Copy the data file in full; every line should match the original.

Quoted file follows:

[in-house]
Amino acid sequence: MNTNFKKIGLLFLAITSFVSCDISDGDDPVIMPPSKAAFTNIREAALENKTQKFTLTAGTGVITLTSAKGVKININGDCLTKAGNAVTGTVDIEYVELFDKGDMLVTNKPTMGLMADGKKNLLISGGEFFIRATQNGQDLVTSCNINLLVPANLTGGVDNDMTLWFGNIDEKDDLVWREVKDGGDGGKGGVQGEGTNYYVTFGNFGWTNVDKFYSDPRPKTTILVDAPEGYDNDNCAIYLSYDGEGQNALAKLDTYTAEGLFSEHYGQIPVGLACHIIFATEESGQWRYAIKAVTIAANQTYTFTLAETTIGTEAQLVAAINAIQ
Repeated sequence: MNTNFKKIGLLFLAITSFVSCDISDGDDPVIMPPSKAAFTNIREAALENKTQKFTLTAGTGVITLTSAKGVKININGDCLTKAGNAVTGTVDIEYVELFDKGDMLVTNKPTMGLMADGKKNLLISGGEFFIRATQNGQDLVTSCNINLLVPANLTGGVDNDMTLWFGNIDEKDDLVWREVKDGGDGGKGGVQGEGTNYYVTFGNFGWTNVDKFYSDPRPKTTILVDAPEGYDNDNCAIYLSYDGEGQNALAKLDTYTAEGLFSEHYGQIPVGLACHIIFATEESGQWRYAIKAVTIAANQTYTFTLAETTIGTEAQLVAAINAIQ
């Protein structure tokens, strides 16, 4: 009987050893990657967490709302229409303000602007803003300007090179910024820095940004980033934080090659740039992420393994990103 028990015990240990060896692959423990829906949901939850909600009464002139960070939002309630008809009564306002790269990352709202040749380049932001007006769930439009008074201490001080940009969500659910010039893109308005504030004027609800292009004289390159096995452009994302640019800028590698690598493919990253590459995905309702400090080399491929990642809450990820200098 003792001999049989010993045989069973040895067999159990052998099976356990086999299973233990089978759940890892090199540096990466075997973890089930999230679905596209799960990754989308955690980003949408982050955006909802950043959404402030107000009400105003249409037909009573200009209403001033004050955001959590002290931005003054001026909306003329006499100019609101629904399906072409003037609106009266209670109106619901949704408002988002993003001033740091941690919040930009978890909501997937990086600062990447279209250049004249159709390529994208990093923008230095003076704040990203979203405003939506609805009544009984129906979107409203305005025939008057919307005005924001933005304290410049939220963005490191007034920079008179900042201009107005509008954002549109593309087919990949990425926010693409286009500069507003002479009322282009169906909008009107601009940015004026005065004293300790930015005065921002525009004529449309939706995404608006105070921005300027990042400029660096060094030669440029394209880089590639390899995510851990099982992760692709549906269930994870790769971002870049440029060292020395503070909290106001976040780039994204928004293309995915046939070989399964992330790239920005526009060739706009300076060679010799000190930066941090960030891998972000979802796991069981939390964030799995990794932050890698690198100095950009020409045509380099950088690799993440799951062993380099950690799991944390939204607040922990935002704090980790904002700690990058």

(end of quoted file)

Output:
[in-house]
Amino acid sequence: MNTNFKKIGLLFLAITSFVSCDISDGDDPVIMPPSKAAFTNIREAALENKTQKFTLTAGTGVITLTSAKGVKININGDCLTKAGNAVTGTVDIEYVELFDKGDMLVTNKPTMGLMADGKKNLLISGGEFFIRATQNGQDLVTSCNINLLVPANLTGGVDNDMTLWFGNIDEKDDLVWREVKDGGDGGKGGVQGEGTNYYVTFGNFGWTNVDKFYSDPRPKTTILVDAPEGYDNDNCAIYLSYDGEGQNALAKLDTYTAEGLFSEHYGQIPVGLACHIIFATEESGQWRYAIKAVTIAANQTYTFTLAETTIGTEAQLVAAINAIQ
Repeated sequence: MNTNFKKIGLLFLAITSFVSCDISDGDDPVIMPPSKAAFTNIREAALENKTQKFTLTAGTGVITLTSAKGVKININGDCLTKAGNAVTGTVDIEYVELFDKGDMLVTNKPTMGLMADGKKNLLISGGEFFIRATQNGQDLVTSCNINLLVPANLTGGVDNDMTLWFGNIDEKDDLVWREVKDGGDGGKGGVQGEGTNYYVTFGNFGWTNVDKFYSDPRPKTTILVDAPEGYDNDNCAIYLSYDGEGQNALAKLDTYTAEGLFSEHYGQIPVGLACHIIFATEESGQWRYAIKAVTIAANQTYTFTLAETTIGTEAQLVAAINAIQ
């Protein structure tokens, strides 16, 4: 009987050893990657967490709302229409303000602007803003300007090179910024820095940004980033934080090659740039992420393994990103 028990015990240990060896692959423990829906949901939850909600009464002139960070939002309630008809009564306002790269990352709202040749380049932001007006769930439009008074201490001080940009969500659910010039893109308005504030004027609800292009004289390159096995452009994302640019800028590698690598493919990253590459995905309702400090080399491929990642809450990820200098 003792001999049989010993045989069973040895067999159990052998099976356990086999299973233990089978759940890892090199540096990466075997973890089930999230679905596209799960990754989308955690980003949408982050955006909802950043959404402030107000009400105003249409037909009573200009209403001033004050955001959590002290931005003054001026909306003329006499100019609101629904399906072409003037609106009266209670109106619901949704408002988002993003001033740091941690919040930009978890909501997937990086600062990447279209250049004249159709390529994208990093923008230095003076704040990203979203405003939506609805009544009984129906979107409203305005025939008057919307005005924001933005304290410049939220963005490191007034920079008179900042201009107005509008954002549109593309087919990949990425926010693409286009500069507003002479009322282009169906909008009107601009940015004026005065004293300790930015005065921002525009004529449309939706995404608006105070921005300027990042400029660096060094030669440029394209880089590639390899995510851990099982992760692709549906269930994870790769971002870049440029060292020395503070909290106001976040780039994204928004293309995915046939070989399964992330790239920005526009060739706009300076060679010799000190930066941090960030891998972000979802796991069981939390964030799995990794932050890698690198100095950009020409045509380099950088690799993440799951062993380099950690799991944390939204607040922990935002704090980790904002700690990058």